There are two types of household waste. Nonhazardous waste is made up of food, packaging, furniture and yard clippings. Hazardous waste includes such things as electronics, compact fluorescent bulbs, paints, batteries, pesticides, oils and some cleaners.
Nonhazardous waste can be disposed of in a variety of ways. Some waste can be recycled. Food and yard waste can be composted. Some waste can be incinerated for energy. Some jurisdictions landfill their waste.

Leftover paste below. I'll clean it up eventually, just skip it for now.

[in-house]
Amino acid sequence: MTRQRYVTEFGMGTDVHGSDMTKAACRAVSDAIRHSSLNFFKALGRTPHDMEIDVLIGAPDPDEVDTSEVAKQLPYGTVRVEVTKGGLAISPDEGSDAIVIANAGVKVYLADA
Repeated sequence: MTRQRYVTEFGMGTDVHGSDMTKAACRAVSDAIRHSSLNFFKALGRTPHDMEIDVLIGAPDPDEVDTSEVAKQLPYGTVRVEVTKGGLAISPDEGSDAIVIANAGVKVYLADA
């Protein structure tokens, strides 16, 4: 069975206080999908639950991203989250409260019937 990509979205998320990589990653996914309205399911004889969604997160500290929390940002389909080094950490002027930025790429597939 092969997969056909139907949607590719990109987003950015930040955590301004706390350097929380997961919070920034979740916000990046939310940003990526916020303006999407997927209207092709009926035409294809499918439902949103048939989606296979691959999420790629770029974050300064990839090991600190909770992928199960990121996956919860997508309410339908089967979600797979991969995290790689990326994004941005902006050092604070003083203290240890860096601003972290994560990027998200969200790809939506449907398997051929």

Hazardous waste must be disposed of according to U.S. Environmental Protection Agency guidelines. In most states, you can bring these items to special receiving centers for proper disposal. Check with your jurisdiction's Department of Environment or Natural Resources for details.
Some jurisdictions have moved to or are considering a pay-as-you-throw system for managing their solid waste programs. This system encourages recycling by charging customers for either the weight of the trash bin or the number of bags in the bin.
Residential or household waste makes up 65 percent of the municipal waste stream according to the EPA.